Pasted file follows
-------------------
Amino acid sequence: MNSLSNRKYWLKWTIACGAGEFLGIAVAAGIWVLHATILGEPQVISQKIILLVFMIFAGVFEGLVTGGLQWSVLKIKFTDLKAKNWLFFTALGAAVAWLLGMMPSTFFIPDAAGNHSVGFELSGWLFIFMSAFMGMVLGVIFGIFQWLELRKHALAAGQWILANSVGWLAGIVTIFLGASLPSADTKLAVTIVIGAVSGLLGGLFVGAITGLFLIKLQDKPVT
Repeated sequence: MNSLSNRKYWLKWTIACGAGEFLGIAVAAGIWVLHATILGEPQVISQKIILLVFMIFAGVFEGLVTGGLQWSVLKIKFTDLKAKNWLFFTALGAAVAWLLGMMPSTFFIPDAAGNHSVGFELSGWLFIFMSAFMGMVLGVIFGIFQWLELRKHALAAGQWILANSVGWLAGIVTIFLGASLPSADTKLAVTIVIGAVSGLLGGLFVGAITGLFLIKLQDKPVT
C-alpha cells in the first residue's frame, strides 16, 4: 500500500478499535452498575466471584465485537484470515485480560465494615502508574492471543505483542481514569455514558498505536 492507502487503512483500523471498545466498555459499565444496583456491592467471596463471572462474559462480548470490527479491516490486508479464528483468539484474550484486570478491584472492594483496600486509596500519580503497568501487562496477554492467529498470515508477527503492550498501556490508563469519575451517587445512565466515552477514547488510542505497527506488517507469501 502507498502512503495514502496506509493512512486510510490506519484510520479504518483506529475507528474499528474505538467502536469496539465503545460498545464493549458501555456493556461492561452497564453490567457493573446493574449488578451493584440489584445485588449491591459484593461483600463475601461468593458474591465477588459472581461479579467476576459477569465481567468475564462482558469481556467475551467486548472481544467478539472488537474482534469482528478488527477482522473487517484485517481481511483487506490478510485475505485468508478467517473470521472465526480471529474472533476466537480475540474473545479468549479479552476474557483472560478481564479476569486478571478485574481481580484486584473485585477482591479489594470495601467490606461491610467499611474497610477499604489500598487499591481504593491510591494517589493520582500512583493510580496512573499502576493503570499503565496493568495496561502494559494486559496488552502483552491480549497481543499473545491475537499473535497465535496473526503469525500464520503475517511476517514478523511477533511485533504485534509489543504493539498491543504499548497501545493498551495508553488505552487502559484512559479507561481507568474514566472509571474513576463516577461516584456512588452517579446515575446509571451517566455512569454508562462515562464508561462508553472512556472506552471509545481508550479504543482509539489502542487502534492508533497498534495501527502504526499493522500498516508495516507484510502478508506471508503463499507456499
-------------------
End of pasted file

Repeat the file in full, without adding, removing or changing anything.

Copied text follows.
Amino acid sequence: MNSLSNRKYWLKWTIACGAGEFLGIAVAAGIWVLHATILGEPQVISQKIILLVFMIFAGVFEGLVTGGLQWSVLKIKFTDLKAKNWLFFTALGAAVAWLLGMMPSTFFIPDAAGNHSVGFELSGWLFIFMSAFMGMVLGVIFGIFQWLELRKHALAAGQWILANSVGWLAGIVTIFLGASLPSADTKLAVTIVIGAVSGLLGGLFVGAITGLFLIKLQDKPVT
Repeated sequence: MNSLSNRKYWLKWTIACGAGEFLGIAVAAGIWVLHATILGEPQVISQKIILLVFMIFAGVFEGLVTGGLQWSVLKIKFTDLKAKNWLFFTALGAAVAWLLGMMPSTFFIPDAAGNHSVGFELSGWLFIFMSAFMGMVLGVIFGIFQWLELRKHALAAGQWILANSVGWLAGIVTIFLGASLPSADTKLAVTIVIGAVSGLLGGLFVGAITGLFLIKLQDKPVT
C-alpha cells in the first residue's frame, strides 16, 4: 500500500478499535452498575466471584465485537484470515485480560465494615502508574492471543505483542481514569455514558498505536 492507502487503512483500523471498545466498555459499565444496583456491592467471596463471572462474559462480548470490527479491516490486508479464528483468539484474550484486570478491584472492594483496600486509596500519580503497568501487562496477554492467529498470515508477527503492550498501556490508563469519575451517587445512565466515552477514547488510542505497527506488517507469501 502507498502512503495514502496506509493512512486510510490506519484510520479504518483506529475507528474499528474505538467502536469496539465503545460498545464493549458501555456493556461492561452497564453490567457493573446493574449488578451493584440489584445485588449491591459484593461483600463475601461468593458474591465477588459472581461479579467476576459477569465481567468475564462482558469481556467475551467486548472481544467478539472488537474482534469482528478488527477482522473487517484485517481481511483487506490478510485475505485468508478467517473470521472465526480471529474472533476466537480475540474473545479468549479479552476474557483472560478481564479476569486478571478485574481481580484486584473485585477482591479489594470495601467490606461491610467499611474497610477499604489500598487499591481504593491510591494517589493520582500512583493510580496512573499502576493503570499503565496493568495496561502494559494486559496488552502483552491480549497481543499473545491475537499473535497465535496473526503469525500464520503475517511476517514478523511477533511485533504485534509489543504493539498491543504499548497501545493498551495508553488505552487502559484512559479507561481507568474514566472509571474513576463516577461516584456512588452517579446515575446509571451517566455512569454508562462515562464508561462508553472512556472506552471509545481508550479504543482509539489502542487502534492508533497498534495501527502504526499493522500498516508495516507484510502478508506471508503463499507456499